Email newsletter Wednesday, 31 August 2022

Dear neighbours,

Over the past couple of weeks, we’ve successfully generated more media coverage regarding the number of abandoned, long-term vacant investment properties and our calls for housing policy reform.

We also had some interesting debates in the council chamber last week about my proposal to introduce 30km/h speed limits on smaller residential back-streets. The Lord Mayor and the LNP tried to misrepresent me as calling for citywide 30km/h speed limits, but this proposal is specifically for ‘local’ and ‘neighbourhood’ streets that don’t lead anywhere. It's not intended to apply to ‘suburban,’ ‘district’ or ‘arterial’ roads.

As highlighted in this coverage from 7 News, many cities around the world are already introducing 30km/h speed limits because they improve safety and comfort for pedestrians while also supporting smaller retail and hospitality businesses by making streets more vibrant and social.

To be honest, I think the LNP is a lost cause on this one. Most of the LNP councillors are extremely car-centric in their thinking and are even resistant to lowering more residential streets to 40km/h (it took me several years of advocacy just to get the new 40km/h hospital zone speed limit introduced around the Stanley St hospital precinct).

But if you care about this issue and would like to see a trial of lower speed limits in your neighbourhood, I do think it’s worth sending a quick email to the Queensland Government’s Transport Minister Mark Bailey via [email protected] just to express your support.

 

How does flooding impact new high-density neighbourhoods?

We’ve also just released this video looking at how the February floods affected newer high-density neighbourhoods in places like West End. We made this video because we wanted to highlight that property developers have been misleading the public when they claim that their buildings are designed to be ‘flood resilient'. With more flooding predicted in future due to global warming, we need to be acting now to change the way new development is planned and approved. Please share this video with your friends on Facebook.

 

What should go in the new pocket park beside the South Brisbane train station?

As part of the Brisbane Metro project, a new 1000m2 pocket park will be created at 125 Grey Street, South Brisbane at the corner of Melbourne Street. This won’t happen until project completion in late 2024 (still two years away).

A couple of years ago, I was calling for Grey Street to be closed off to cars near the Melbourne St intersection to create a much larger park, but the major parties didn’t want to close the road, so this pocket park is all we’re getting for now.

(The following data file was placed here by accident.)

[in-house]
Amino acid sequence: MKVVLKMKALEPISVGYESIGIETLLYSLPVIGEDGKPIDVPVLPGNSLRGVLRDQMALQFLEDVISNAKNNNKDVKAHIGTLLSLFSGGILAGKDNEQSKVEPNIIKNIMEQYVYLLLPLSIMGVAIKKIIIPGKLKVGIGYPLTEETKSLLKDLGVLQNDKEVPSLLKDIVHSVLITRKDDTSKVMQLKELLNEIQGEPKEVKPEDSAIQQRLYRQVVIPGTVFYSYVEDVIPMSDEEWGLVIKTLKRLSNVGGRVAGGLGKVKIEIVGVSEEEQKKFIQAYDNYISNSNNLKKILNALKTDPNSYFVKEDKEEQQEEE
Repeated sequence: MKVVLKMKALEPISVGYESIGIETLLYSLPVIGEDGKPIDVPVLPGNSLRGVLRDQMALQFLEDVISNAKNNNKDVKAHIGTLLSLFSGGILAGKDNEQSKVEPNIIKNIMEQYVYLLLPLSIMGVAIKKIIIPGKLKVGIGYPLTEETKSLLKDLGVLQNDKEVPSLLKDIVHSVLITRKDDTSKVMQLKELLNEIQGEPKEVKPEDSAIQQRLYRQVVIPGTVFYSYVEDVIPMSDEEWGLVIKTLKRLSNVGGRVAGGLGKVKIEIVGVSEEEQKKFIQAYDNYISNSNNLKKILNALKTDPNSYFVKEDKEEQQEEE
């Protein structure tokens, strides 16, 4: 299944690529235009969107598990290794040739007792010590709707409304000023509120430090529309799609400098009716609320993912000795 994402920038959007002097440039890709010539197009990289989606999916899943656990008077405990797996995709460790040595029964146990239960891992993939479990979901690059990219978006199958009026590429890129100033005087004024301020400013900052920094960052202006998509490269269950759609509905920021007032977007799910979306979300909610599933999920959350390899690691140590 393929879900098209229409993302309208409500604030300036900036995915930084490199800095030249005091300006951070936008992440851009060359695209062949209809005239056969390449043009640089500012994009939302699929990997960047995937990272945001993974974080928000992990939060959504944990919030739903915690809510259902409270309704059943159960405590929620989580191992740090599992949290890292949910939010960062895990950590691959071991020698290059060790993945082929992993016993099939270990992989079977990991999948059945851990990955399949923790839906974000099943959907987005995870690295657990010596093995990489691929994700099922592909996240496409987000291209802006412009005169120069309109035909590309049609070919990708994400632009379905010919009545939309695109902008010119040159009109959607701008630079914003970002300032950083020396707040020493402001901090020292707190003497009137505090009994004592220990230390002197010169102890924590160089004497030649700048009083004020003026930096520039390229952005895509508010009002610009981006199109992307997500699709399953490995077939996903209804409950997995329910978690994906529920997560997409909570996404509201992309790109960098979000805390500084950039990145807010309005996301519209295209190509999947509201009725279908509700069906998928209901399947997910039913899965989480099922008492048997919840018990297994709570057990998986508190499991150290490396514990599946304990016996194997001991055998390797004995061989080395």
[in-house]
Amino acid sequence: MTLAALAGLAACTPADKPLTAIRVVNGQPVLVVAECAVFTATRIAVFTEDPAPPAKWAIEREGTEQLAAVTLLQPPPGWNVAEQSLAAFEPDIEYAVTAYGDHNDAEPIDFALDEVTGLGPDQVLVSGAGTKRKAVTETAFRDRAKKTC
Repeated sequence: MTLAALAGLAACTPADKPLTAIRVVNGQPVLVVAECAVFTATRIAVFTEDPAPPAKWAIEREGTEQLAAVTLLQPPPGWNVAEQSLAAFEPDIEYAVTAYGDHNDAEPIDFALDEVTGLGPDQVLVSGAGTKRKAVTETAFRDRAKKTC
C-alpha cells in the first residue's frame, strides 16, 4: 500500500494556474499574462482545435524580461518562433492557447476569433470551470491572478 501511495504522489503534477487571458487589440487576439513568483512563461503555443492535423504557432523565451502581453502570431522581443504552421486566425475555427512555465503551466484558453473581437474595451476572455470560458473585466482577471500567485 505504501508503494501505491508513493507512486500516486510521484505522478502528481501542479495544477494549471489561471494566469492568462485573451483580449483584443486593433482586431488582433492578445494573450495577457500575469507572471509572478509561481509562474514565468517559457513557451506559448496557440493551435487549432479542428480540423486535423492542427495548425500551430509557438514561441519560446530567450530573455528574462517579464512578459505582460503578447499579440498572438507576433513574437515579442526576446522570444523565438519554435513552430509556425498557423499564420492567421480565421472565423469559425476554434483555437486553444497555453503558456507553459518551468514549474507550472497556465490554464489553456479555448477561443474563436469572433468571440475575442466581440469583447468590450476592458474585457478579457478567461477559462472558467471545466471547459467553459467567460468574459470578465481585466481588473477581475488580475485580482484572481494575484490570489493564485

1000m2 is similar in size to Bunyapa Park at the corner of Thomas St and Vulture St in West End. Although small in area, if it’s designed well, a pocket park can generate a lot of value for a neighbourhood.

For this location, I think the design of the park needs to consider the immediately adjacent noisy rail corridor, as well as its close proximity to South Bank. I suspect most residents will be less likely to want to hang out in this park for a long picnic or barbeque when South Bank’s riverside parklands are so close by.

So while I definitely want to see some decent shade trees included on this site, I think we should also think about what other community needs could be met through the design of this park. This noisy location might be one of the better options in the area to create a new skate park for the suburb of South Brisbane without depleting existing green space.

My concern is that BCC’s LNP administration does not currently seem motivated to run a proper public consultation or participatory design process regarding the design of this park. Instead, they want to just churn out a concept design that satisfies major stakeholders like Queensland Rail and South Bank Corporation, and cross their fingers that most residents won’t object to it. You can read more about it at this link.

I will of course be providing my own feedback, but if it turns out that the council itself isn’t properly resourcing a wider consultation on this park design, I’m a little unsure how I should ensure I’m accurately representing the views of the wider community. So at this stage, I’d really like your feedback on what kind of consultation process I should run to inform my position as the local councillor (considering my limited resources).

Should I hold a public meeting and workshop where interested residents can throw around ideas? Or should I just run an online survey that’s promoted via social media and emails?

What’s an appropriate process to ensure a wide range of voices and perspectives are represented in the conversation, and to strike the right balance between various stakeholders including residents and small businesses from the immediate precinct, larger organisations like QPAC, South Bank etc, and the wider population of residents who might not live locally but who regularly move through this area? How can I ensure that younger residents get meaningful input into the future of this park when the majority of under-25s aren’t reading my email newsletters or following me on Facebook?

 

Gabba Stadium vote

A couple of weeks ago, I brought a motion to the council chamber which read: “Brisbane City Council does not support the Queensland Government’s proposal to demolish the Gabba Stadium and rebuild it as an athletics stadium at a cost of at least $1 billion.”

Predictably, the motion was defeated, with all Labor and LNP councillors voting against it. (Only Independent Councillor Nicole Johnston voted with me in favour of the motion)

You can view a short clip of the outcome at this link. You can also watch the debate in full via the council’s video recording of the meeting.